Beat the Press

Dean Baker's commentary on economic reporting

4/28/2006

No Correction on Mexican Growth at the Washington Post

To those following the issue, the Washington Post still has not corrected the error in its reporting on Mexico’s post NAFTA growth rate (“Mexican Deportee’s U.S. Sojourn Illuminates Roots of Current Crisis,” 4-17-06:A1). My April 18th post noted that the growth data reported in this article implied that Mexico had enjoyed an average GDP growth rate of 17.5 percent a year in the post-NAFTA era, which would be a world record. The IMF data show Mexico’s growth rate at a weak 2.9 percent.

While the Post has taken a strong pro-NAFTA position on its editorial page, I wrote and continue to believe that this error was an honest mistake. The failure to correct this error after it has been called to their attention is harder to explain. (I also noted a similar error on growth in the Post’s Sunday Outlook section, but we can give opinion writers more leeway.)

Since the Post will make an effort to correct misspelled names in wedding announcements, it is difficult to understand its refusal to correct a major error in a front page news article.

11 Comments:

  • At 9:23 AM, Anonymous PH said…

    So you sent them a letter?

     
  • At 9:43 AM, Blogger Dean Baker said…

    yes, they have been notified (repeatedly).

     
  • At 10:31 AM, Blogger Charles said…

    I wonder if you have commented on another WaPo atrocity, the We Are Now All Above Average graph. A rightwing poster to our blog claimed that it showed that we were all becoming gloriously rich.

    Doing a full take-down would require me to spend more time than I have, but it seems to me that this graph cleverly manages to (a) forget that a greater percentage of Americans of working age are working, and (b) that the age of the working population has risen. I wouldn't be surprised if it has also used the PPI as the deflator, or used total compensation instead of wages, or some such other nonsense, since as I recall, median family income was dead flat from 1975-1995, got a nice bump at the end of Clinton II, and has been heading down ever since.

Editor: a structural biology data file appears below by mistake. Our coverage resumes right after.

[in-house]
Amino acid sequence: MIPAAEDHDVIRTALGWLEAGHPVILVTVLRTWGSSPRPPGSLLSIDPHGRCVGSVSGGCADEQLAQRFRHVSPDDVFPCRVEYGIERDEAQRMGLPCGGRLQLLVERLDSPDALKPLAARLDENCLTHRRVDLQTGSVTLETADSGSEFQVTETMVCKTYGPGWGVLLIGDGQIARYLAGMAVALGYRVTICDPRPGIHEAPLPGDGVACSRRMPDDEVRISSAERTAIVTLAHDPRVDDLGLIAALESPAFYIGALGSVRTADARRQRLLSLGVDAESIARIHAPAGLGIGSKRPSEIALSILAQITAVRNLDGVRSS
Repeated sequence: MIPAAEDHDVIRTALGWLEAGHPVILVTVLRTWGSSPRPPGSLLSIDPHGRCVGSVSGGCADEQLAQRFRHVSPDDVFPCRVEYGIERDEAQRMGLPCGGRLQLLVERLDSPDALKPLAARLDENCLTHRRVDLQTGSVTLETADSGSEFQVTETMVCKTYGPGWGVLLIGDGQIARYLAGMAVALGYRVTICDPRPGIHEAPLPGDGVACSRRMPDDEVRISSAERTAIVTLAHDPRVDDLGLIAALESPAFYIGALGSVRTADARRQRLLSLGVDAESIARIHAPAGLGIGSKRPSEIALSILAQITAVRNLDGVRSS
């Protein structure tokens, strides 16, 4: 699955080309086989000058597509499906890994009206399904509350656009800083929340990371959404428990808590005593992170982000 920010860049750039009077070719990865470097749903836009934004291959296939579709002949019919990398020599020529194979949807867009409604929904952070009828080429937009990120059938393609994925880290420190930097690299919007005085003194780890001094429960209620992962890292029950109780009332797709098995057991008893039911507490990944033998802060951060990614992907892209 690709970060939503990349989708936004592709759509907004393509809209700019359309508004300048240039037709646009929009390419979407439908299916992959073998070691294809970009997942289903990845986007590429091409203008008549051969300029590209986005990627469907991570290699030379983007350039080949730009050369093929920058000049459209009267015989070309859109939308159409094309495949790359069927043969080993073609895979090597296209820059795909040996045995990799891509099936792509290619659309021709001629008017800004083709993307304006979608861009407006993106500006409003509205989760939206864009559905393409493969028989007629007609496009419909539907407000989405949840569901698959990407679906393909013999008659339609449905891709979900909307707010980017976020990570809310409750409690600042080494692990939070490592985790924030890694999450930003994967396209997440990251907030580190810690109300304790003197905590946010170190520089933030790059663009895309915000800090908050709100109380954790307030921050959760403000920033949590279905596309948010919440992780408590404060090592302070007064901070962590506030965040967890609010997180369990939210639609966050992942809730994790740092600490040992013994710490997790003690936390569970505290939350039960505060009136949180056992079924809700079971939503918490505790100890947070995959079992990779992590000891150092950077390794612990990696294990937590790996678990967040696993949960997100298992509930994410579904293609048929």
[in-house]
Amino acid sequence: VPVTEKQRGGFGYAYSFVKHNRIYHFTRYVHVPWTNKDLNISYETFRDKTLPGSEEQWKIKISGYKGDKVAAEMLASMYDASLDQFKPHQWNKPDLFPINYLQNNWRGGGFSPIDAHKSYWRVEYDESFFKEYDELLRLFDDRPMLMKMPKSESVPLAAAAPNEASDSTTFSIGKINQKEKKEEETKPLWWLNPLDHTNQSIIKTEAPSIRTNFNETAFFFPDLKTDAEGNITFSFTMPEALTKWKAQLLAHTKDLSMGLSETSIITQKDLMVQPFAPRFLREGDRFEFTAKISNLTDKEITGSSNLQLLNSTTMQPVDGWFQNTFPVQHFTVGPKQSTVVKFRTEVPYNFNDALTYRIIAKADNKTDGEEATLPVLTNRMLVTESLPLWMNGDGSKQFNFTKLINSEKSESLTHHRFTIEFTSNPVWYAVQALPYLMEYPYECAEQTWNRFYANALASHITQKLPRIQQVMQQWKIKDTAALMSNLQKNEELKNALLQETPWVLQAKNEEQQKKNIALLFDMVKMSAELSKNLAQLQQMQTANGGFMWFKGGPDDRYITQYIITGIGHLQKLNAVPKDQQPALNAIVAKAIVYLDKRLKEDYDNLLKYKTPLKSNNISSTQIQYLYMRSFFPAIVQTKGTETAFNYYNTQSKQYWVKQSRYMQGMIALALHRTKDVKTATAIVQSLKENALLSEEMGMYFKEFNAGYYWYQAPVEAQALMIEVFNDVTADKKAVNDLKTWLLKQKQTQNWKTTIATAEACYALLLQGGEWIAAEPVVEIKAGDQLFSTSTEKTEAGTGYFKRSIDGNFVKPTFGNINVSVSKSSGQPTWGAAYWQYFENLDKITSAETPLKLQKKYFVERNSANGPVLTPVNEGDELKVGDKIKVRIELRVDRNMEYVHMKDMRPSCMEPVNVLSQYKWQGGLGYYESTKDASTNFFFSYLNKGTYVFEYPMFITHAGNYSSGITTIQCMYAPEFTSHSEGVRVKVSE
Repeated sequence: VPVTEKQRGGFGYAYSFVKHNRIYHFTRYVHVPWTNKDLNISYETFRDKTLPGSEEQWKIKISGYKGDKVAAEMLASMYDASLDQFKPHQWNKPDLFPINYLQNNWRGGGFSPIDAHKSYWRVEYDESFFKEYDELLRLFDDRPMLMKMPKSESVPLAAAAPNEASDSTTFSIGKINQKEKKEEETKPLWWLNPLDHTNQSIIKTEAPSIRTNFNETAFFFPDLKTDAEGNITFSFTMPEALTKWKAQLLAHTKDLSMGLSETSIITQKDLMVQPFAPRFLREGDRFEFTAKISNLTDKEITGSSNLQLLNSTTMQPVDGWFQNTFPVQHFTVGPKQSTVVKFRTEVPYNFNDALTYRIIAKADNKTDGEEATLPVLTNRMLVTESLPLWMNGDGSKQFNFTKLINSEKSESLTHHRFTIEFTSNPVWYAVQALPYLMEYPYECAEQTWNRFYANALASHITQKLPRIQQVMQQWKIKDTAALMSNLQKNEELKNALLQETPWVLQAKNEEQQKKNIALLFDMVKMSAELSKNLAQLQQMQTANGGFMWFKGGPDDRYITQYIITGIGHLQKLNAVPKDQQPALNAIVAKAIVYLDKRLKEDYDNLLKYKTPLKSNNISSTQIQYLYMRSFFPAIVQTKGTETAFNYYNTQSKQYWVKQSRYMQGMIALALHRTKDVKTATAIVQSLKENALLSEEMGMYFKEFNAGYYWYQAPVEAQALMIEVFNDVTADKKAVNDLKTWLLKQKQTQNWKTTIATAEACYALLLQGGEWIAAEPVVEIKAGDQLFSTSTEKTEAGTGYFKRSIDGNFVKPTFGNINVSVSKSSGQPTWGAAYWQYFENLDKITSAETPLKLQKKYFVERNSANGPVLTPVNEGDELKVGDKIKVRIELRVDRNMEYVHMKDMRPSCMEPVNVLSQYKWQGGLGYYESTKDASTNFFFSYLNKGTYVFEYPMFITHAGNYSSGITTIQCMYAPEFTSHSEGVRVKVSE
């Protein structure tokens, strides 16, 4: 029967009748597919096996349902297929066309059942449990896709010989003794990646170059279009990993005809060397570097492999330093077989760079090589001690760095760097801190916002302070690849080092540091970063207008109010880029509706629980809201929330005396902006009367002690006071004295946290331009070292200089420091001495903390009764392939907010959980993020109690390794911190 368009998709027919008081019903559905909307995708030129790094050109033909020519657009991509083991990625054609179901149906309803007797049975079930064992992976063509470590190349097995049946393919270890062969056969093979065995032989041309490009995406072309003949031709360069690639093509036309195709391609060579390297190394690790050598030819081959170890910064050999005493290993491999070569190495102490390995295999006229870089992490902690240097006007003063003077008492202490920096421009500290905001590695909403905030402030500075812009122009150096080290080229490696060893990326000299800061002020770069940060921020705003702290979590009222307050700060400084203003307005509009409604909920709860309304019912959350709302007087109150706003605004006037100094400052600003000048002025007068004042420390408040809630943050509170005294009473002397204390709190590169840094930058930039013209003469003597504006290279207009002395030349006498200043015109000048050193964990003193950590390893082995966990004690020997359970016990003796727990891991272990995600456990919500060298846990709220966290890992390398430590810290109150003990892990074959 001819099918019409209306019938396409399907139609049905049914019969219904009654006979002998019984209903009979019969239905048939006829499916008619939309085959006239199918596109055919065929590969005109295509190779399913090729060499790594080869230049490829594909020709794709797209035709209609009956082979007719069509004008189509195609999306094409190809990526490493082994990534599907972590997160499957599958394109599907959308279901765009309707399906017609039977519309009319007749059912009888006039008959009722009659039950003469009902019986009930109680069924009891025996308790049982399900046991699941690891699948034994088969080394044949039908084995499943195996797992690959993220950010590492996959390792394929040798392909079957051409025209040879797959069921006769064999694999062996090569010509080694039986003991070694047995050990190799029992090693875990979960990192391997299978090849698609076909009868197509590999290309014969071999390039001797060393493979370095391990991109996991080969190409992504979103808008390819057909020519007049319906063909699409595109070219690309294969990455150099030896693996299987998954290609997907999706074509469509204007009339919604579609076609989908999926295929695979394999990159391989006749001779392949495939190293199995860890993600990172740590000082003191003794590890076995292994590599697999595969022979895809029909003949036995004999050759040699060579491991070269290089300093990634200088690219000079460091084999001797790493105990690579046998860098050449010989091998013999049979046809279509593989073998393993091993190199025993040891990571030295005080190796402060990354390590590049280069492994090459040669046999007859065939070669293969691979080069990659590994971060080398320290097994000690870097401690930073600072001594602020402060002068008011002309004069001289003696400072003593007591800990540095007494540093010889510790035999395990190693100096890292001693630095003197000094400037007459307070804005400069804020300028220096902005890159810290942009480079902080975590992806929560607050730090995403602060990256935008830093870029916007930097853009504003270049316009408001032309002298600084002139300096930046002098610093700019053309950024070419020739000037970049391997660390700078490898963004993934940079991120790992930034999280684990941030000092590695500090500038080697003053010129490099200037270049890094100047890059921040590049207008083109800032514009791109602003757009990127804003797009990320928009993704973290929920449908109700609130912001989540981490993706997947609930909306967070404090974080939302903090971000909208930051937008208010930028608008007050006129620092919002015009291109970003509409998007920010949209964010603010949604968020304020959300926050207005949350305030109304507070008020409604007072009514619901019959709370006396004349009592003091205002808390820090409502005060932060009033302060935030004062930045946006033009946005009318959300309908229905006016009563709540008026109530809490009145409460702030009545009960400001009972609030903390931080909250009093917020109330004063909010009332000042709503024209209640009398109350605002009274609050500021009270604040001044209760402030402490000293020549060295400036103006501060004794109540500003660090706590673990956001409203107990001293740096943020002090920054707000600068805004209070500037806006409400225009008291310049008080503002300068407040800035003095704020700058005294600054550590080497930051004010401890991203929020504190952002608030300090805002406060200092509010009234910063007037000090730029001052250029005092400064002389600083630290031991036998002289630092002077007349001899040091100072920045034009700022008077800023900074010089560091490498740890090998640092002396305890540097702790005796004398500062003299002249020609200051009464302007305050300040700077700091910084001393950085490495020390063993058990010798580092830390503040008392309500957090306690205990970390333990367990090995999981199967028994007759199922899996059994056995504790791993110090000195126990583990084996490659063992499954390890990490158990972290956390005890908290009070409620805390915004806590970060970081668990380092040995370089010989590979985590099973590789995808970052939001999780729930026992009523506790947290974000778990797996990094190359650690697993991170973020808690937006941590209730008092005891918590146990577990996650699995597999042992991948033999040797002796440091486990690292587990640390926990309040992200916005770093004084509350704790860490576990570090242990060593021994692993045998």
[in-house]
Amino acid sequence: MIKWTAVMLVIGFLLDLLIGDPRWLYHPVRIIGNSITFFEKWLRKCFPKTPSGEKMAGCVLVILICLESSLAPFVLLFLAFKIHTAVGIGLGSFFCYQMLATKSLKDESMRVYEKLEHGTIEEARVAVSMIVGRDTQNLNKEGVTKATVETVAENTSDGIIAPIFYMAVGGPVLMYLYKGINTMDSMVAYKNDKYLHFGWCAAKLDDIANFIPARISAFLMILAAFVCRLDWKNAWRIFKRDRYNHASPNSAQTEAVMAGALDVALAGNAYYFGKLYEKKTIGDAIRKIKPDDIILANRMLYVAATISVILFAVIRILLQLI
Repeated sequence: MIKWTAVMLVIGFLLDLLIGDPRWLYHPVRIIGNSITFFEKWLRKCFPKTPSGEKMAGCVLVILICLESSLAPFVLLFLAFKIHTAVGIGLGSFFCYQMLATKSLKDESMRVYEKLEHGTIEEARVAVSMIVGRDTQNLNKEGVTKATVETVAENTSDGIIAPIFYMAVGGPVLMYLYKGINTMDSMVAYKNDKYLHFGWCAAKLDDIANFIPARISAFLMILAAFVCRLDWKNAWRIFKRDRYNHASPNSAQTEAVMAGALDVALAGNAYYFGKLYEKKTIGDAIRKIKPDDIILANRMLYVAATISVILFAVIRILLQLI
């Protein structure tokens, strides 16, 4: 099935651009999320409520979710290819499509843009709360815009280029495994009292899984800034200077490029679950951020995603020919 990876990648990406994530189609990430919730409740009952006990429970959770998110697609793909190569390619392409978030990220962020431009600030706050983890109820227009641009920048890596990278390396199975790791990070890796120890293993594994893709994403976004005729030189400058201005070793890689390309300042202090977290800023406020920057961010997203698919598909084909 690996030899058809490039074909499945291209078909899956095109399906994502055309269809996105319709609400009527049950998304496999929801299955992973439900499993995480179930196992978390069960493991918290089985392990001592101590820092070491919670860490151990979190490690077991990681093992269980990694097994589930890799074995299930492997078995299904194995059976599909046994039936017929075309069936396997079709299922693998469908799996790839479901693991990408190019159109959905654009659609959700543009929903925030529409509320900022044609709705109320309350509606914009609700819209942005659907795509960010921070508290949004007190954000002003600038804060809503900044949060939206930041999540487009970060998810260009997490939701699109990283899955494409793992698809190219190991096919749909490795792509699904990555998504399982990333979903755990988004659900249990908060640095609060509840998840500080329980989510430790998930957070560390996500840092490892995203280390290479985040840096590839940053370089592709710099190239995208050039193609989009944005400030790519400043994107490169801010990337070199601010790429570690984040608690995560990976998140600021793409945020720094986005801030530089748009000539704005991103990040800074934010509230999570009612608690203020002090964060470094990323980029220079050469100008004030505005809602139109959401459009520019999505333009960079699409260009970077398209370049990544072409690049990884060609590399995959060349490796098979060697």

• At 11:26 AM, Anonymous Anonymous said…

    At some point, these kind of 'errors,' especially if left uncorrected, must no longer be considered careless mistakes but rather examples of bias or propaganda.

     
  • At 12:22 PM, Anonymous Anonymous said…

    '...The failure to correct this error after it has been called to their attention is harder to explain."

    You are kidding, right?

     
  • At 1:44 PM, Anonymous Anonymous said…

    I have brief for the Post on this one but having spent some time in the biz, I think I can say--this is the kind of thing newspapers don't correct. Pressed to the wall, they would say, the arithmetic is accurate, and whether you use inflation adjusted or not is a matter of taste and I remember something from Econ 1A about how index numbers were artificial anyway.

    To expect to find a reporter who can add is to expect a lot.

     
  • At 2:16 PM, Anonymous Anonymous said…

    Sorry: "/no/ brief"

     
  • At 7:42 PM, Anonymous Anonymous said…

    In addition to Dean's letter perhaps we too should email the reporter. If you follow the link to the article there is a link to email the reporter. I emailed the reporter a few days ago.

    Javier

     
  • At 9:36 PM, Anonymous Anonymous said…

    Why do we expect foreign countries' GDP reports adjusted for inflation when ours aren't? Our numbers just came out as +4.8% for the quarter, is this adjusted for inflation? When we go back and review yearly performance, we just hear the totals, and assume inflation is low enough to not affect it much, since that's how it's been for quite a while. Thus with other countries they report the raw numbers, misleading though it may be.

    We seem to be getting to a point where our inflation is high enough to put a new light on our GDP numbers. Am I wrong or is this not being done?

     
  • At 9:46 AM, Anonymous Anonymous said…

    You know, still not trying to apologize for the Post--this might be a good time & place for a discussion of the difficulties with index numbers and whether and how and how much responsible press might deal with those difficulties.

     
  • At 10:18 PM, Blogger Dean Baker said…

    It is standard to report growth after adjusting for inflation. If growth was simply reported in nominal terms (without distinguishing real growth from inflation), then it would be impossible to determine whether an economy was growing or just experiencing inflation.

     

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